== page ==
By the time June had rolled around during my Year of Reducing Plastic, I had started to build some real ‘muscle’ regarding saying ‘no’ to plastic. But–if I am honest with myself–I hadn’t really given up anything difficult. All I had done so far was replace things that I used with more eco-friendly versions: changing my shampoo to Lush shampoo bars, replacing my cleaners with apple cider vinegar, and even changing my laundry detergent to soap nuts.
This was going to be my first challenge where I actually got rid of something without replacing it with something else–the delicious convenience store bentos. I mean, I had already failed once at giving these up back in February! If I am going to be honest with myself–and all of you readers out there–one of the things I unexpectedly miss from Japan is the delicious and balanced bento meals from the convenience stores. They embodied pretty much everything I need in my life: convenient, reasonably balanced, inexpensive, and delicious. So how can I give them up?
I really dislike cooking at home, so these were usually my go-to meal for work lunches. To make matters worse, there was a Lawson’s right on the way to work, so it was easy for to just walk in to grab one on my way there. But….well, the time had come to say goodbye. In June, I challenged myself to stop buying all prepackaged food and to start making food at home more often. In order to make the transition easier for myself, I went with a friend to Costco at the end of May. This helped me in a couple of ways.
First of all, I really hate cooking so any effort spent on cooking feels like a waste of time (to me). As such, I am perfectly fine eating vegetables raw or even just steamed without any additional preparation. Costco came to my rescue! They have a massive five pound bag of frozen broccoli that is really cheap! BOOM. Veggies done.
Secondly, I have a really big sweet tooth but needed to stop buying candy bars with wrappers. Costco’s got my back too: frozen fruit. I replaced my candy bars with frozen fruits (blueberries, strawberries, and mango were the options available at the time). Thirdly, I find giant packs of chicken breasts there. Since I pretty much only eat chicken breast at home, this was perfect for me to get my protein in.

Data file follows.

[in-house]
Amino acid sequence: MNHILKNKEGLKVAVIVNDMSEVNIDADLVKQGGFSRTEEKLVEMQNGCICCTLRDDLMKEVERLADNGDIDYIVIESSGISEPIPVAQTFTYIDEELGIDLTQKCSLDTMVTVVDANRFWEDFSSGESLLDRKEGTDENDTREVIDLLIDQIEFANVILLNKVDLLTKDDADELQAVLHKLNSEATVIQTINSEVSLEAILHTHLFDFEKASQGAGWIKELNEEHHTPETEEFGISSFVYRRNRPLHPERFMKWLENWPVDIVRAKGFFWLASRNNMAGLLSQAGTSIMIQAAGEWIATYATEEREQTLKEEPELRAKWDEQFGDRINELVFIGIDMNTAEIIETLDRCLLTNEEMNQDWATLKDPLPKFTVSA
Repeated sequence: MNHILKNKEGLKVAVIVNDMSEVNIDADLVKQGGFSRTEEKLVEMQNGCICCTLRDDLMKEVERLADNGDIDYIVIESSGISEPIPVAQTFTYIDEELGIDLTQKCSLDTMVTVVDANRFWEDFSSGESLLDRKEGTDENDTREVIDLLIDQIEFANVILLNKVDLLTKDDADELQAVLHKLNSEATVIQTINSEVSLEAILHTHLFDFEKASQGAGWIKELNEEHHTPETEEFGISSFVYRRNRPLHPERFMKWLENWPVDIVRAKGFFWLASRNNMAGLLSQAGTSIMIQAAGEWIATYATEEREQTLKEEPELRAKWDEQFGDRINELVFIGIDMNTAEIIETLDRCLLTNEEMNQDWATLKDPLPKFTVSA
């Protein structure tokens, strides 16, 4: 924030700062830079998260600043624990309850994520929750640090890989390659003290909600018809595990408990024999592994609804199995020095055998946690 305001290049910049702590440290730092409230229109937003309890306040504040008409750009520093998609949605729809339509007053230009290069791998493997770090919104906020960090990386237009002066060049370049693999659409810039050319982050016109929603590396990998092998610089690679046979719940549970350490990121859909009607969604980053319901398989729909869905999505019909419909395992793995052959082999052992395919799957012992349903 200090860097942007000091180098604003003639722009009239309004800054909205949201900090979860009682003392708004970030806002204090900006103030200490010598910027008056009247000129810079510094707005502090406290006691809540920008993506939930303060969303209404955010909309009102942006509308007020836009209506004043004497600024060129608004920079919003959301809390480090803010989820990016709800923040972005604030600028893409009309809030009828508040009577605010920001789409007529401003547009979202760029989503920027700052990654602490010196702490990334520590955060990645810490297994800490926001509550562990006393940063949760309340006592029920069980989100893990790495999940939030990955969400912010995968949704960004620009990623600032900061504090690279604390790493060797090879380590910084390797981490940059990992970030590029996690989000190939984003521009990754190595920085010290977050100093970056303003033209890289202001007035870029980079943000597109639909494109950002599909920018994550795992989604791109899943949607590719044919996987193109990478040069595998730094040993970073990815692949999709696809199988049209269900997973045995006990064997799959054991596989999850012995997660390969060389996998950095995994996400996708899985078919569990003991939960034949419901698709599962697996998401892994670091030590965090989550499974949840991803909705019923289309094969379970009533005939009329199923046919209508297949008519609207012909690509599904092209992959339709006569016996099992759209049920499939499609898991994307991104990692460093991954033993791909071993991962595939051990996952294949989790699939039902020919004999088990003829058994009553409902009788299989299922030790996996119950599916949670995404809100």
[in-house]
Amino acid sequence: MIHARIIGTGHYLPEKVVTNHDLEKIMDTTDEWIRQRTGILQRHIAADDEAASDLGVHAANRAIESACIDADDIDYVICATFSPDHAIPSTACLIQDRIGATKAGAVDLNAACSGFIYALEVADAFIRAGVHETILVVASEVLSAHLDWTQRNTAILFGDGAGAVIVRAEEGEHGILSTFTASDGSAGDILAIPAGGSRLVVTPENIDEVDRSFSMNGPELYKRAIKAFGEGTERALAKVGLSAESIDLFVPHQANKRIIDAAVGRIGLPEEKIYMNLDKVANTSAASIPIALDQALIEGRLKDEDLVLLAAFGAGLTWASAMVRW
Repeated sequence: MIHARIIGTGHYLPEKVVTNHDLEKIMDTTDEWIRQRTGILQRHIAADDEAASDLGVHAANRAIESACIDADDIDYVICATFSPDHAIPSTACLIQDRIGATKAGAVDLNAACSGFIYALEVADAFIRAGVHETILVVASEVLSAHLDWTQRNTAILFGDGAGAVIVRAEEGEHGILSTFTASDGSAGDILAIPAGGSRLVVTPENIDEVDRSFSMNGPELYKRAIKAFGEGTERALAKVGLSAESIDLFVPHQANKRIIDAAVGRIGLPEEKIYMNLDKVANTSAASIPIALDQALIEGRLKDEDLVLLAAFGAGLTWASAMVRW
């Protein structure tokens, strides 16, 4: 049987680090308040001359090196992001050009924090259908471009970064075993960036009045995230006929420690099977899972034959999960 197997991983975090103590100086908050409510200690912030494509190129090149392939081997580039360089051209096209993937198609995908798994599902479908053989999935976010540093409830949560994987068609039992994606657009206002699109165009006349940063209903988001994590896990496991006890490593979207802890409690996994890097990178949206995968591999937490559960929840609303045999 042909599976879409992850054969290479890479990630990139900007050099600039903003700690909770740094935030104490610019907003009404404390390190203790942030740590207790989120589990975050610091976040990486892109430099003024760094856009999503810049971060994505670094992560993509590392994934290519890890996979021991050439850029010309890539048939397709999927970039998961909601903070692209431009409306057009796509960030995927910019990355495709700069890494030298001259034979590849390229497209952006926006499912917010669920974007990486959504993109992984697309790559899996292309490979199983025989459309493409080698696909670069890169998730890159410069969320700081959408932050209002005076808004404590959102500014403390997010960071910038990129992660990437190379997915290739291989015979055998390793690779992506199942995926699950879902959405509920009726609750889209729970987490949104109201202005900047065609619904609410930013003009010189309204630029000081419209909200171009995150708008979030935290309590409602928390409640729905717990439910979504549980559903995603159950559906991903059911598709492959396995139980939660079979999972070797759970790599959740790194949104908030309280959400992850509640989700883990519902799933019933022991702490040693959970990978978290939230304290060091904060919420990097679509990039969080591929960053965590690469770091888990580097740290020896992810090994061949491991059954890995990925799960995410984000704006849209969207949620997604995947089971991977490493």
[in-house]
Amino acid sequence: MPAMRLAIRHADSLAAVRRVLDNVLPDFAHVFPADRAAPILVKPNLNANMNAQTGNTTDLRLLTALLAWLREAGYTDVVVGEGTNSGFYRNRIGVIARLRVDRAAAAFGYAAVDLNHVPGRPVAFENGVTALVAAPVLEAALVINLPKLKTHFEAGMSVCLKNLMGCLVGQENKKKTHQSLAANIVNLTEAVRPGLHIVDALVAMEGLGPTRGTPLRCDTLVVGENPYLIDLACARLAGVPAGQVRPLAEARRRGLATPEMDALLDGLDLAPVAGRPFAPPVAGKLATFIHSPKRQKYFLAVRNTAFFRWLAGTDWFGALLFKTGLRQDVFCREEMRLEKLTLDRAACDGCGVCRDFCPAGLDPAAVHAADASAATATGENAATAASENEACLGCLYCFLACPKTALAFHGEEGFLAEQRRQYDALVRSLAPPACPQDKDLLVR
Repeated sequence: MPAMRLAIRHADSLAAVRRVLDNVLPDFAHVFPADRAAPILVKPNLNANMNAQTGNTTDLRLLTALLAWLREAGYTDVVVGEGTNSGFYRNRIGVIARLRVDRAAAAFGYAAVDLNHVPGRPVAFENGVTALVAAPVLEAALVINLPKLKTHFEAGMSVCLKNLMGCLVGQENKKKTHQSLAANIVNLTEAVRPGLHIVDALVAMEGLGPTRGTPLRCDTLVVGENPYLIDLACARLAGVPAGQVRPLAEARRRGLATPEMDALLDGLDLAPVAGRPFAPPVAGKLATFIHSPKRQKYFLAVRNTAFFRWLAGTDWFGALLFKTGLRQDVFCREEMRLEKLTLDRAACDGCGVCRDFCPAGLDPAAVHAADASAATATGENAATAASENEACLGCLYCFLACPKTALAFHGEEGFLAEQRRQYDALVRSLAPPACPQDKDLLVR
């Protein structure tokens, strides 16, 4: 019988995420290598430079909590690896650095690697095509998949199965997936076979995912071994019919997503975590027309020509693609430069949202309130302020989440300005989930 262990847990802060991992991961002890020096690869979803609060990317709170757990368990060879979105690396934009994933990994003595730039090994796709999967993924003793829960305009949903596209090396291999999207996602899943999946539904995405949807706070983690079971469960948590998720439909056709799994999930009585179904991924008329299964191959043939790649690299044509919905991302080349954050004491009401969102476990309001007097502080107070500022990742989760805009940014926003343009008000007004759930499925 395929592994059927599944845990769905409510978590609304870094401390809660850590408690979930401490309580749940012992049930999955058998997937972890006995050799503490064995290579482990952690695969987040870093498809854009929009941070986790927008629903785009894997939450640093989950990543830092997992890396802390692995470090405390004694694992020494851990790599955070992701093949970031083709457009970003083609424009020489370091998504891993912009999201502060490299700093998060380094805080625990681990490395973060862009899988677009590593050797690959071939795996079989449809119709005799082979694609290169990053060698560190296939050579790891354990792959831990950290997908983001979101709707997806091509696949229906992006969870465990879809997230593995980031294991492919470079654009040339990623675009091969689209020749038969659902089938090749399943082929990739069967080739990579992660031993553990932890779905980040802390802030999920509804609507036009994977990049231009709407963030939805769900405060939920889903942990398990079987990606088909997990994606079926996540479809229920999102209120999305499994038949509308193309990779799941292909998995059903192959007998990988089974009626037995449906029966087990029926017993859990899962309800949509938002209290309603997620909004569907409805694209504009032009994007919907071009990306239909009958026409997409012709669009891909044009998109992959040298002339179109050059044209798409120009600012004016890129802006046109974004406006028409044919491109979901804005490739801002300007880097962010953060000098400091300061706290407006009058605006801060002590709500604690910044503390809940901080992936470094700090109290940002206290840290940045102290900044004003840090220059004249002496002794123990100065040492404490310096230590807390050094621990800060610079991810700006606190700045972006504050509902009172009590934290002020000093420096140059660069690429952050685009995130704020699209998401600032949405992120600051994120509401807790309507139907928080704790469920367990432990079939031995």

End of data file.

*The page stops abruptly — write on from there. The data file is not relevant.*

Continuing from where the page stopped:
The last bit of food shopping that I had to do was to find a place to get some eggs that were in a carton that wasn’t plastic. I had no luck finding a non plastic option, but I did fine a place that sold them as singles, so I just reused one of my previous plastic egg cartons. Finally, I made a conscious decision to ride my bike to work on the opposite side of the street so I wouldn’t be tempted to go into the Lawson’s and get their delicious and convenient bento boxes.
So now I am completely prepped for June success by the end of May! Right? Right?!?! Unfortunately, I lasted about a week before I needed something with processed sugar and a bento for lunch. This was actually the first time (okay, fine….the second time….but the first challenge!) during this plastic-reducing change that I actually really struggled to stay on track. I really love sweet stuff so I really had to come up with a solution as soon as possible. In the end, I decided that any time I needed something sweet, I had to go to a cafe and get a slice of cake.
Getting rid of processed food took me a long time to get used to when I lived in Japan and things got much worse once I got to Korea. This is still something I struggle with daily here because it is so hard to avoid here. In the end, I decided to do what I can and not restrict myself from eating those things but rather, to buy one each week. Then I make it a goal to see how long I can last without eating it.
From that experience, I learned that it is okay to be imperfect; it is better to make the effort I can and to gradually reduce so the effort sticks for the long run. Smaller changes mean that I can make the differences last over time.